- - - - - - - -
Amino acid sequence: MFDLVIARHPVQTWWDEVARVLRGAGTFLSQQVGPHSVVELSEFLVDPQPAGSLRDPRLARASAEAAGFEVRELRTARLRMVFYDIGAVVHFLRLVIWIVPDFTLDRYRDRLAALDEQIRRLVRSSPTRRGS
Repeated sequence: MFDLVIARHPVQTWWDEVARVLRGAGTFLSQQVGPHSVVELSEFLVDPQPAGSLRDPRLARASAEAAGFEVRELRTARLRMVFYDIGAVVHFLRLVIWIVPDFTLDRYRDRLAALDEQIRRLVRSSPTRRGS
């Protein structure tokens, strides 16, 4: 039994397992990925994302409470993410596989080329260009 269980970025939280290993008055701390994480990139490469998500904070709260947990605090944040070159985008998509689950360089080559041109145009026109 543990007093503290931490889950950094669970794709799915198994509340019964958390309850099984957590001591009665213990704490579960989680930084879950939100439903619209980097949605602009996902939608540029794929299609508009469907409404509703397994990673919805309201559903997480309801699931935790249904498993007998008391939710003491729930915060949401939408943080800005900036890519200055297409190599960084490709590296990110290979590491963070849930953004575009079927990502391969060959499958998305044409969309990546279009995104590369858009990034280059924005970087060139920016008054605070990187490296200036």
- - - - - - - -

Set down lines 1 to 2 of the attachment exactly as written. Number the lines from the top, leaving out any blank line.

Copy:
Amino acid sequence: MFDLVIARHPVQTWWDEVARVLRGAGTFLSQQVGPHSVVELSEFLVDPQPAGSLRDPRLARASAEAAGFEVRELRTARLRMVFYDIGAVVHFLRLVIWIVPDFTLDRYRDRLAALDEQIRRLVRSSPTRRGS
Repeated sequence: MFDLVIARHPVQTWWDEVARVLRGAGTFLSQQVGPHSVVELSEFLVDPQPAGSLRDPRLARASAEAAGFEVRELRTARLRMVFYDIGAVVHFLRLVIWIVPDFTLDRYRDRLAALDEQIRRLVRSSPTRRGS